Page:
They are slow on the wing, which will be devastating against athletic teams like the Oklahoma City Thunder and Miami Heat. Metta World Peace and Kobe Bryant are not the defenders they once were, and Steve Nash could not stay in front of quick point guards like Russell Westbrook and Tony Parker when he was 29. He will be 39 in February.
Yet, the expectations are so high for this team that somebody will have to take the fall if they do not at least make the NBA Finals. Given D'Antoni's rocky start and the mounting criticism of his system, the question is not if, but when he will be fired.
The key word there is fired. D'Antoni knows that one hasty resignation based on a personality conflict with a star player can be excused, but a second resignation would mark the end of his coaching career. He is also not about to walk away from the remainder of a three-year, $12 million contract.
The Lakers do not have the type of player who could and would force D'Antoni into that position anyway. As great as Gasol is, he is the fourth most valuable player on the team and does not have the type of clout to force D'Antoni out. Howard has to lay low after his feud with Stan Van Gundy and the Orlando Magic's management, and Nash loves his coach.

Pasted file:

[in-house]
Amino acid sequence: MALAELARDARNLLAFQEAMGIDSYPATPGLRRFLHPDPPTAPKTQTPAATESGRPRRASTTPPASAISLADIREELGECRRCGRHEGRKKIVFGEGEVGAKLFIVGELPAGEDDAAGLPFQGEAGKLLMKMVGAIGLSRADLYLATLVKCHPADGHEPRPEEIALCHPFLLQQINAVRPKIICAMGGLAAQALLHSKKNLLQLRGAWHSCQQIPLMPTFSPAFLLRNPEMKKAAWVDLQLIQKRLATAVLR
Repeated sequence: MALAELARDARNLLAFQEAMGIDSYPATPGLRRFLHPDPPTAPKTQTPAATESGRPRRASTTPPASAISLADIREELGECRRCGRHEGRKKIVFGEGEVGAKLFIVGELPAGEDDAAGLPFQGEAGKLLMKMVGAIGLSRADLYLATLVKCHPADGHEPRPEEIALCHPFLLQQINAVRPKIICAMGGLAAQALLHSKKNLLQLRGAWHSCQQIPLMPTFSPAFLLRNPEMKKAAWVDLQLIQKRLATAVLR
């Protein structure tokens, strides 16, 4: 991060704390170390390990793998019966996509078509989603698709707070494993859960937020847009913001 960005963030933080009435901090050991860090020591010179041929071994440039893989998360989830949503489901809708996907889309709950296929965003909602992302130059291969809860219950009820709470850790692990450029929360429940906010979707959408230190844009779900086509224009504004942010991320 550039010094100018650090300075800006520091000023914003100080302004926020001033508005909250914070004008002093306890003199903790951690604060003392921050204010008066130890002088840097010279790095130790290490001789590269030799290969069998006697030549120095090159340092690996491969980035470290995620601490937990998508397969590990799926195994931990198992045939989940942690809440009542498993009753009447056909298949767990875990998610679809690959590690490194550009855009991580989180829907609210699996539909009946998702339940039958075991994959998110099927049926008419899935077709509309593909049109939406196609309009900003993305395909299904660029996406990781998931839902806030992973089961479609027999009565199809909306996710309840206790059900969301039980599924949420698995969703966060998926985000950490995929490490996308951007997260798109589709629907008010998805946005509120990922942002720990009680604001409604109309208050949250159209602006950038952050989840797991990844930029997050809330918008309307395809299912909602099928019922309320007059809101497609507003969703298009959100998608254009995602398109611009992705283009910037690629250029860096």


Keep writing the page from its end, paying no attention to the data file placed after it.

The one man on the Lakers' squad who could win a showdown with the coach is not inclined to force one. Kobe is an intense competitor, has clashed with teammates and was once called "uncoachable" by Phil Jackson, but he has always publicly supported his coaches and never forced one out.
Mike D'Antoni is a fine offensive coach, but he is never a good fit for this Lakers team. The situation in Los Angeles is not as dire as it appears, though the Lakers will not meet expectations this season. Mike D'Antoni will pay the price, but this time the decision will be the team's, not his.